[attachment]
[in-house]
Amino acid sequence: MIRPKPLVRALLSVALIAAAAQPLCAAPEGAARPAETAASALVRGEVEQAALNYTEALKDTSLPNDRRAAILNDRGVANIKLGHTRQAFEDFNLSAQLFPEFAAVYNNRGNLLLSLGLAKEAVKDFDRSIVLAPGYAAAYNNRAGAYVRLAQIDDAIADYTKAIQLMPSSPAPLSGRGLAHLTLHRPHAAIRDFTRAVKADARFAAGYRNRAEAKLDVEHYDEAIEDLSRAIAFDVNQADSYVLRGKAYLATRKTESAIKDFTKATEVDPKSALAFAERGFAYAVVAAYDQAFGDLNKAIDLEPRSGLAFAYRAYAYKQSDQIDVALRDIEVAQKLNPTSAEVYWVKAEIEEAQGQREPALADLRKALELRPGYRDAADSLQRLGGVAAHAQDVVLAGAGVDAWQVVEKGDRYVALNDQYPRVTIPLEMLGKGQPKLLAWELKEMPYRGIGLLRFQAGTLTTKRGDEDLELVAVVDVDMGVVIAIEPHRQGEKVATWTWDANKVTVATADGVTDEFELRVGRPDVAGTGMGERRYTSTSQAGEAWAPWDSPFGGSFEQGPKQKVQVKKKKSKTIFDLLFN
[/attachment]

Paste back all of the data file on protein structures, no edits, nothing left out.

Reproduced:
[in-house]
Amino acid sequence: MIRPKPLVRALLSVALIAAAAQPLCAAPEGAARPAETAASALVRGEVEQAALNYTEALKDTSLPNDRRAAILNDRGVANIKLGHTRQAFEDFNLSAQLFPEFAAVYNNRGNLLLSLGLAKEAVKDFDRSIVLAPGYAAAYNNRAGAYVRLAQIDDAIADYTKAIQLMPSSPAPLSGRGLAHLTLHRPHAAIRDFTRAVKADARFAAGYRNRAEAKLDVEHYDEAIEDLSRAIAFDVNQADSYVLRGKAYLATRKTESAIKDFTKATEVDPKSALAFAERGFAYAVVAAYDQAFGDLNKAIDLEPRSGLAFAYRAYAYKQSDQIDVALRDIEVAQKLNPTSAEVYWVKAEIEEAQGQREPALADLRKALELRPGYRDAADSLQRLGGVAAHAQDVVLAGAGVDAWQVVEKGDRYVALNDQYPRVTIPLEMLGKGQPKLLAWELKEMPYRGIGLLRFQAGTLTTKRGDEDLELVAVVDVDMGVVIAIEPHRQGEKVATWTWDANKVTVATADGVTDEFELRVGRPDVAGTGMGERRYTSTSQAGEAWAPWDSPFGGSFEQGPKQKVQVKKKKSKTIFDLLFN